In the last few decades, a number of Buddhist practices have gone mainstream in Western society. Mindfulness is the best-known, with an entire industry of apps and courses and more devoted to sharing this wonderful practice.

Another practice is loving-kindness. This is my long-time favorite. In Buddhism, loving-kindness is one of four “divine abodes.” The other three are compassion, sympathetic joy, and equanimity. In order, loving-kindness is the first.

Each one is the cultivation of a positive emotion. In some of the Buddha’s teachings, he suggested that a complete practice of these could lead to a state similar to awakening. Even if we don’t gain awakening with them, we can try them out and see what good comes from our efforts.

Like raising children

One way that these practices are described is like raising children. At first, when they are young, our heart naturally expands to encompass them. This is loving-kindness. No matter where they are or what we are doing we wish them well. This feeling reinforces the truth that we are deeply interconnected beings.

Around the time when I got married, I took a job in Hong Kong while my wife stayed behind at her job in Seattle. During this time, I could almost physically feel my heart stretching out across the ocean. It felt like a real part of me was far, far away. This made each reunion with my wife during that time such a special event. With us together I felt like my heart was returned to oneness.

Now that I have a toddler, I feel this same splitting or widening of my heart. Now a little piece of me is missing each time I am apart from my kiddo. Don’t get me wrong, other parts of me are often very happy to be catching up on work or much-needed sleep. But when I listen to my heart at those times, I know part of it is away from me.

It’s this connection that explains why her pains are felt as if they are my own. When I hear her crying in another room, even if I know an adult is with her, I often have to come and investigate. I have to see what I can do to make things better. And when she laughs and squeals with joy, my heart is full.

Second, compassion

As our children grow older, we relate to them more as separate beings. They develop their own personalities and characters. The initial heart-bond never disappears. But a new connection develops as they venture further into the world. Indeed, as they develop, they will actively separate themselves from their parents. Some rebel. Some act out. It is natural as they find their own identity.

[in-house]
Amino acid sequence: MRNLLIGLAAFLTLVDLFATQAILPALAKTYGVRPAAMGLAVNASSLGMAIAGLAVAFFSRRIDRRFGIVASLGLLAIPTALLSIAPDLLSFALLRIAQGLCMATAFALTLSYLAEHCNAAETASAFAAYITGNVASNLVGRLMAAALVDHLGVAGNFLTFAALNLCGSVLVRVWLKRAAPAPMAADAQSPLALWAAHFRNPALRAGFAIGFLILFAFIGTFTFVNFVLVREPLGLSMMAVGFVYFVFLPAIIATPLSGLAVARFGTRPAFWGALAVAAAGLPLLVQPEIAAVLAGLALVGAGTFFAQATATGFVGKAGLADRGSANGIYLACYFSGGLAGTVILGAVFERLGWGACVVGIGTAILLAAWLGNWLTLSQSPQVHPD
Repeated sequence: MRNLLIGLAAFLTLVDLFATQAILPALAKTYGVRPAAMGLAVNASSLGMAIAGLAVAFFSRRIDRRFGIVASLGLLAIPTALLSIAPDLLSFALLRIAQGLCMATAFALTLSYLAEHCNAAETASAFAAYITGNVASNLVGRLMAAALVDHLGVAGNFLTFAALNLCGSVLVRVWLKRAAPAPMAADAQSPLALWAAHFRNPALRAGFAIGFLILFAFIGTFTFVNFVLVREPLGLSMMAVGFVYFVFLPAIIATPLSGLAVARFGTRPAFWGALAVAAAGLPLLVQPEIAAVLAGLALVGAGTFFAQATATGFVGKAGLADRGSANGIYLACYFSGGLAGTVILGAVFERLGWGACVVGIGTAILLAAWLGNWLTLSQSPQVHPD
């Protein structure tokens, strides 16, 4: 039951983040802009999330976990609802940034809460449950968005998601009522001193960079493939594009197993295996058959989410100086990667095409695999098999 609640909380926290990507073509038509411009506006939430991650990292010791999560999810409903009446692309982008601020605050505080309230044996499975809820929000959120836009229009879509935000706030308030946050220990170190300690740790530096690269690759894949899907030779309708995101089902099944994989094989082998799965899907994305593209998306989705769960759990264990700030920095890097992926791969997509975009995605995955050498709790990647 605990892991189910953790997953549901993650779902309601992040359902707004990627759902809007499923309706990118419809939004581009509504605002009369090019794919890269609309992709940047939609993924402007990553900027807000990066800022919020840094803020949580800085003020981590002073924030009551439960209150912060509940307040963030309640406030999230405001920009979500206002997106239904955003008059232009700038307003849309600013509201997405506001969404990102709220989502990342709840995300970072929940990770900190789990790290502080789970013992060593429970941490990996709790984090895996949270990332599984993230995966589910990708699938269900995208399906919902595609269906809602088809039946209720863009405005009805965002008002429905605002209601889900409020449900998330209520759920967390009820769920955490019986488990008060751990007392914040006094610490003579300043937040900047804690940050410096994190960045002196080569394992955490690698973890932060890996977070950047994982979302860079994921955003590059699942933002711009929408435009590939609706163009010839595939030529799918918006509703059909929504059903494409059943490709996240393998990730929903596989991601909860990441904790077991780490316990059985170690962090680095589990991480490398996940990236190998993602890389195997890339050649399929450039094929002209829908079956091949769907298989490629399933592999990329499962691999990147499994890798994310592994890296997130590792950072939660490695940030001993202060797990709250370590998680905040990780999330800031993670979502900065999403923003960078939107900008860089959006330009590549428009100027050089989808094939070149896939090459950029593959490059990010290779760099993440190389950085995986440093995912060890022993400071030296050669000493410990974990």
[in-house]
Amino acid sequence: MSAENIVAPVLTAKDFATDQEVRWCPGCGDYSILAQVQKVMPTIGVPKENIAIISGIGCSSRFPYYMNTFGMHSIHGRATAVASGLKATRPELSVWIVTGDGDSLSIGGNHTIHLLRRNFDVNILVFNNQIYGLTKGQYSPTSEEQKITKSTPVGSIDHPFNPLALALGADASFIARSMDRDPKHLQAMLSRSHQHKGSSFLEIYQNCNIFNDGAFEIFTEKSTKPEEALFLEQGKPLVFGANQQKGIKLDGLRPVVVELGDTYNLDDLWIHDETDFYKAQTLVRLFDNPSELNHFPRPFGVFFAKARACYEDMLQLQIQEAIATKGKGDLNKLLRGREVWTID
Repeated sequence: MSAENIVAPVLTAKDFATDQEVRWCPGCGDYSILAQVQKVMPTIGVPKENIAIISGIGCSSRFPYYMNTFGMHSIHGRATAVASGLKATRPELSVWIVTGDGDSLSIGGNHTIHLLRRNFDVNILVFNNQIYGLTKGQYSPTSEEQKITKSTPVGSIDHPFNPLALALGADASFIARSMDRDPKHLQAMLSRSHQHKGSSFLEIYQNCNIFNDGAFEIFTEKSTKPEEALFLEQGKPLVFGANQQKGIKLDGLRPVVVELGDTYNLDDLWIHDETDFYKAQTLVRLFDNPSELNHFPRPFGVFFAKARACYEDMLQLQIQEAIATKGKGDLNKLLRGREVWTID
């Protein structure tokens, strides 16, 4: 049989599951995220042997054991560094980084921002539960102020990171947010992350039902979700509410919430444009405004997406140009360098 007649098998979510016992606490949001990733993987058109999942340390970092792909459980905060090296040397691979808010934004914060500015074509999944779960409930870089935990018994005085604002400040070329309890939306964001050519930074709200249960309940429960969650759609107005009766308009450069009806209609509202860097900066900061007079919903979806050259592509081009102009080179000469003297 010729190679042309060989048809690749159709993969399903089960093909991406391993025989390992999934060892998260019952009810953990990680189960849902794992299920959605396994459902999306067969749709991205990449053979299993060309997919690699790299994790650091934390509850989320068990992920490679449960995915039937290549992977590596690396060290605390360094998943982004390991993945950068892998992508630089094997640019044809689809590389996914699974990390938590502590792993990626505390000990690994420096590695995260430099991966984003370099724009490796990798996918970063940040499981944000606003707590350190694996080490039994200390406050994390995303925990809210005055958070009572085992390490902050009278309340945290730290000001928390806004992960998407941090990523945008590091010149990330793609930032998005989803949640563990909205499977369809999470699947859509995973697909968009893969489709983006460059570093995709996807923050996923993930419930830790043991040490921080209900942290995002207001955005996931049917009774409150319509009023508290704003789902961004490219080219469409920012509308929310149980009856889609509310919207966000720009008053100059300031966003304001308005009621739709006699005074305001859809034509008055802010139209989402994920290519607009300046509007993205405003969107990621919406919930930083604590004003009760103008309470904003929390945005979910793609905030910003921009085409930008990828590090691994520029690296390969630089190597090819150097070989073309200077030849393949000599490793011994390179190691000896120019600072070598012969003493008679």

As they grow, they’re bound to suffer set-backs. This is a natural part of growing. When they do, we begin to develop more of what the tradition calls a compassionate relationship.  Even when they are pushing us away, ignoring our best advice (I might have done this to my parents too, come to think of it), we offer our compassion.

Reveling in their successes

Once they are a bit older, and are becoming young adults, they are going to have successes of their own. With these successes and growth, they become more and more their own person. This can be difficult for a parent. We feel them slipping away. And yet, the most appropriate response we can have is to have joy in their success.

We realize that their success is not ours, but we are nonetheless happy. This can take some extra practice for parents. Too often we think we need to control our kids. Or we use them to prop up our own ego. We must have a doctor or lawyer. They must get all As and go to a great college. Holding to these fixed ideas will cause misery for both parent and child.

Finally, equanimity

The final practice is the development of equanimity. This is perhaps the hardest for a parent, as we know we will always be connected to our kids and we’ll feel what they’re feeling. But it also requires thought about being self-sufficient and not demanding of our kids.

As they venture out as an adult, they will have successes and failures. Some will be small. Some will be large. Responding with equanimity ensures that your child can rely on you in good times and bad. So many parents develop an unhealthy codependence with their kids. They can become angry or controlling if their adult children take paths of their own.

True equanimity comes when we know we have done our best and are ready to accept whatever results come. Parents and others who do this take on an air of serenity that others can often see. This is the stereotypical, but perhaps all too rare, wise old person.

Putting it into practice

I’m still at the toddler stage of things, so I can’t say much about the later developments. But I know each one presents its own difficulties.

More importantly for most Buddhists and for non-Buddhists alike is the fact that these practices can be extended to everyone around us. The loving-kindness practice has been described in a previous post. It is a life-long practice of extending out automatic, non-judgmental love and care for all beings. We can also do this with compassion, sympathetic joy, and equanimity.

And just as the loving-kindness practice begins with ourselves, each of these practices should begin right here. May I have compassion for myself when I make mistakes. May I take joy in my success and accomplishments. May I accept the ups and downs of my own life and moods with the wisdom of a sage.


Default Alt Tag for this pageJustin Whitaker, Ph.D., holds a doctorate in Buddhist ethics from the University of London. He has given lectures, and taught Buddhist studies and Philosophy at Oxford University, the University of Hong Kong, the University of Montana, and at Antioch University’s intensive study-abroad program in India. A certified meditation teacher, he is a regular contributor to, and Senior Correspondent for Buddhistdoor Global. He lives in Missoula with his family.